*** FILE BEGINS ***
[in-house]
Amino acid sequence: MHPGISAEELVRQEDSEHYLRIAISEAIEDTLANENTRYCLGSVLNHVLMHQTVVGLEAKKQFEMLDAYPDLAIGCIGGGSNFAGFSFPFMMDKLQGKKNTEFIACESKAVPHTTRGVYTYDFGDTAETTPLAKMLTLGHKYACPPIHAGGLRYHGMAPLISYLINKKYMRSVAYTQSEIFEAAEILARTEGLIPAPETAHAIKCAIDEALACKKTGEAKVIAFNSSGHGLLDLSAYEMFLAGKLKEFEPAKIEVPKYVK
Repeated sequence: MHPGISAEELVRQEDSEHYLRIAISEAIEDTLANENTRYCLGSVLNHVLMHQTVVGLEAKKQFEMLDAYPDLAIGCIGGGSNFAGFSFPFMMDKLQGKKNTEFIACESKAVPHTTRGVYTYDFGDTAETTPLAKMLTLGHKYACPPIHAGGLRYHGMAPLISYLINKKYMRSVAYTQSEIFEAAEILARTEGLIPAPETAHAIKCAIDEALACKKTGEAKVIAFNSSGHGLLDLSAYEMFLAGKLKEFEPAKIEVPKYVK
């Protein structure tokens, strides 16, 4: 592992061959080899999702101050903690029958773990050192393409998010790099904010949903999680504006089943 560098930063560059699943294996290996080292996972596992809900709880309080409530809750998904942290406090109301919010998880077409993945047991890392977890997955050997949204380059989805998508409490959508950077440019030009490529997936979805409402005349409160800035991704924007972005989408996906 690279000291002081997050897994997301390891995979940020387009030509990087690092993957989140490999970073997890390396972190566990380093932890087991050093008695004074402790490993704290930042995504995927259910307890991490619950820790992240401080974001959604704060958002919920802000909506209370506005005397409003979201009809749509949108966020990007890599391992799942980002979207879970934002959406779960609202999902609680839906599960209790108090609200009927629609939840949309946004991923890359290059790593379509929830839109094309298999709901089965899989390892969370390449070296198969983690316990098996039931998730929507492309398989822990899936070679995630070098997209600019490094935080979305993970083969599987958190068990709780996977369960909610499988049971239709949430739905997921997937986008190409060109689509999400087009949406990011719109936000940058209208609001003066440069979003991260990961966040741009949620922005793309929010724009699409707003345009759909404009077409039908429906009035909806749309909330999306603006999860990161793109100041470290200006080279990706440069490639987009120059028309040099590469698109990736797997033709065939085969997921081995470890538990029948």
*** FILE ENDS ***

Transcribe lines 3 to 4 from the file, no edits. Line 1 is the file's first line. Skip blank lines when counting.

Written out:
Repeated sequence: MHPGISAEELVRQEDSEHYLRIAISEAIEDTLANENTRYCLGSVLNHVLMHQTVVGLEAKKQFEMLDAYPDLAIGCIGGGSNFAGFSFPFMMDKLQGKKNTEFIACESKAVPHTTRGVYTYDFGDTAETTPLAKMLTLGHKYACPPIHAGGLRYHGMAPLISYLINKKYMRSVAYTQSEIFEAAEILARTEGLIPAPETAHAIKCAIDEALACKKTGEAKVIAFNSSGHGLLDLSAYEMFLAGKLKEFEPAKIEVPKYVK
């Protein structure tokens, strides 16, 4: 592992061959080899999702101050903690029958773990050192393409998010790099904010949903999680504006089943 560098930063560059699943294996290996080292996972596992809900709880309080409530809750998904942290406090109301919010998880077409993945047991890392977890997955050997949204380059989805998508409490959508950077440019030009490529997936979805409402005349409160800035991704924007972005989408996906 690279000291002081997050897994997301390891995979940020387009030509990087690092993957989140490999970073997890390396972190566990380093932890087991050093008695004074402790490993704290930042995504995927259910307890991490619950820790992240401080974001959604704060958002919920802000909506209370506005005397409003979201009809749509949108966020990007890599391992799942980002979207879970934002959406779960609202999902609680839906599960209790108090609200009927629609939840949309946004991923890359290059790593379509929830839109094309298999709901089965899989390892969370390449070296198969983690316990098996039931998730929507492309398989822990899936070679995630070098997209600019490094935080979305993970083969599987958190068990709780996977369960909610499988049971239709949430739905997921997937986008190409060109689509999400087009949406990011719109936000940058209208609001003066440069979003991260990961966040741009949620922005793309929010724009699409707003345009759909404009077409039908429906009035909806749309909330999306603006999860990161793109100041470290200006080279990706440069490639987009120059028309040099590469698109990736797997033709065939085969997921081995470890538990029948």